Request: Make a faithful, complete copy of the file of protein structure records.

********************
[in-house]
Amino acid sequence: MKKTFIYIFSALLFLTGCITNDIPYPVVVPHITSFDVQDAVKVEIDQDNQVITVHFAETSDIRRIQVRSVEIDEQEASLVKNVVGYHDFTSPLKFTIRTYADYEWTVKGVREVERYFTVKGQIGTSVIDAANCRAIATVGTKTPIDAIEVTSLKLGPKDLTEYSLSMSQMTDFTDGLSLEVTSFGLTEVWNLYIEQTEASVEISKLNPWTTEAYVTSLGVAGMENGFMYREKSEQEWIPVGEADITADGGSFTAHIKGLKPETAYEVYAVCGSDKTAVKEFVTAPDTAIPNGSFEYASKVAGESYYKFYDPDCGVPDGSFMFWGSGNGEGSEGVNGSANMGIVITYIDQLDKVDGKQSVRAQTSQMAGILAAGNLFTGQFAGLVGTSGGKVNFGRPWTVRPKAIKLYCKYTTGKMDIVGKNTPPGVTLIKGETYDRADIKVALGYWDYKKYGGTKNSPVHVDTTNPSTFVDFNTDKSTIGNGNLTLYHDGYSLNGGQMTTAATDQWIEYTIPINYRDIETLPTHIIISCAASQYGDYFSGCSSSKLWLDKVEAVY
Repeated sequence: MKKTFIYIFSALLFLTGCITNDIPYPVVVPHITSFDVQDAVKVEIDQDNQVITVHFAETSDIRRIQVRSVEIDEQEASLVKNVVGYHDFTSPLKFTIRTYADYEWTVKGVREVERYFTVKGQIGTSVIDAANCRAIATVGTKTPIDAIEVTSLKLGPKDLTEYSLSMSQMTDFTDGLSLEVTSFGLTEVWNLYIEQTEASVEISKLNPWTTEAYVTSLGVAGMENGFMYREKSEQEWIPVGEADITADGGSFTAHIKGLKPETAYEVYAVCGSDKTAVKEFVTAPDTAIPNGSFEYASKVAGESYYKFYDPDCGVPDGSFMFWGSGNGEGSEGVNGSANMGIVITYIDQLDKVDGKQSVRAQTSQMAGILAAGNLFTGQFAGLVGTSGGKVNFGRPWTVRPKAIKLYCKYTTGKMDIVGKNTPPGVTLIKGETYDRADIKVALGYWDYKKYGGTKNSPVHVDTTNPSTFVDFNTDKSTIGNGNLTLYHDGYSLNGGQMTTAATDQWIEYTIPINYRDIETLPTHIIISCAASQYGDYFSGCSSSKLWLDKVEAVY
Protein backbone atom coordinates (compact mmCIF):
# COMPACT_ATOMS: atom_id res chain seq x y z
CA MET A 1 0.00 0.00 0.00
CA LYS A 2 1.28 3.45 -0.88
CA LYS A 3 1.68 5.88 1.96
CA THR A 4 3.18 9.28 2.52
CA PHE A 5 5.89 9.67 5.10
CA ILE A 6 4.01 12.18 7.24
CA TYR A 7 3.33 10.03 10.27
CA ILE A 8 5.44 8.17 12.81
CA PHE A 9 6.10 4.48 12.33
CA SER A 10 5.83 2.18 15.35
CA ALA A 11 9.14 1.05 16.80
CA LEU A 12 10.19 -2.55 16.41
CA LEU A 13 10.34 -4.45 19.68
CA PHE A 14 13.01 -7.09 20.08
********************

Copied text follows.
[in-house]
Amino acid sequence: MKKTFIYIFSALLFLTGCITNDIPYPVVVPHITSFDVQDAVKVEIDQDNQVITVHFAETSDIRRIQVRSVEIDEQEASLVKNVVGYHDFTSPLKFTIRTYADYEWTVKGVREVERYFTVKGQIGTSVIDAANCRAIATVGTKTPIDAIEVTSLKLGPKDLTEYSLSMSQMTDFTDGLSLEVTSFGLTEVWNLYIEQTEASVEISKLNPWTTEAYVTSLGVAGMENGFMYREKSEQEWIPVGEADITADGGSFTAHIKGLKPETAYEVYAVCGSDKTAVKEFVTAPDTAIPNGSFEYASKVAGESYYKFYDPDCGVPDGSFMFWGSGNGEGSEGVNGSANMGIVITYIDQLDKVDGKQSVRAQTSQMAGILAAGNLFTGQFAGLVGTSGGKVNFGRPWTVRPKAIKLYCKYTTGKMDIVGKNTPPGVTLIKGETYDRADIKVALGYWDYKKYGGTKNSPVHVDTTNPSTFVDFNTDKSTIGNGNLTLYHDGYSLNGGQMTTAATDQWIEYTIPINYRDIETLPTHIIISCAASQYGDYFSGCSSSKLWLDKVEAVY
Repeated sequence: MKKTFIYIFSALLFLTGCITNDIPYPVVVPHITSFDVQDAVKVEIDQDNQVITVHFAETSDIRRIQVRSVEIDEQEASLVKNVVGYHDFTSPLKFTIRTYADYEWTVKGVREVERYFTVKGQIGTSVIDAANCRAIATVGTKTPIDAIEVTSLKLGPKDLTEYSLSMSQMTDFTDGLSLEVTSFGLTEVWNLYIEQTEASVEISKLNPWTTEAYVTSLGVAGMENGFMYREKSEQEWIPVGEADITADGGSFTAHIKGLKPETAYEVYAVCGSDKTAVKEFVTAPDTAIPNGSFEYASKVAGESYYKFYDPDCGVPDGSFMFWGSGNGEGSEGVNGSANMGIVITYIDQLDKVDGKQSVRAQTSQMAGILAAGNLFTGQFAGLVGTSGGKVNFGRPWTVRPKAIKLYCKYTTGKMDIVGKNTPPGVTLIKGETYDRADIKVALGYWDYKKYGGTKNSPVHVDTTNPSTFVDFNTDKSTIGNGNLTLYHDGYSLNGGQMTTAATDQWIEYTIPINYRDIETLPTHIIISCAASQYGDYFSGCSSSKLWLDKVEAVY
Protein backbone atom coordinates (compact mmCIF):
# COMPACT_ATOMS: atom_id res chain seq x y z
CA MET A 1 0.00 0.00 0.00
CA LYS A 2 1.28 3.45 -0.88
CA LYS A 3 1.68 5.88 1.96
CA THR A 4 3.18 9.28 2.52
CA PHE A 5 5.89 9.67 5.10
CA ILE A 6 4.01 12.18 7.24
CA TYR A 7 3.33 10.03 10.27
CA ILE A 8 5.44 8.17 12.81
CA PHE A 9 6.10 4.48 12.33
CA SER A 10 5.83 2.18 15.35
CA ALA A 11 9.14 1.05 16.80
CA LEU A 12 10.19 -2.55 16.41
CA LEU A 13 10.34 -4.45 19.68
CA PHE A 14 13.01 -7.09 20.08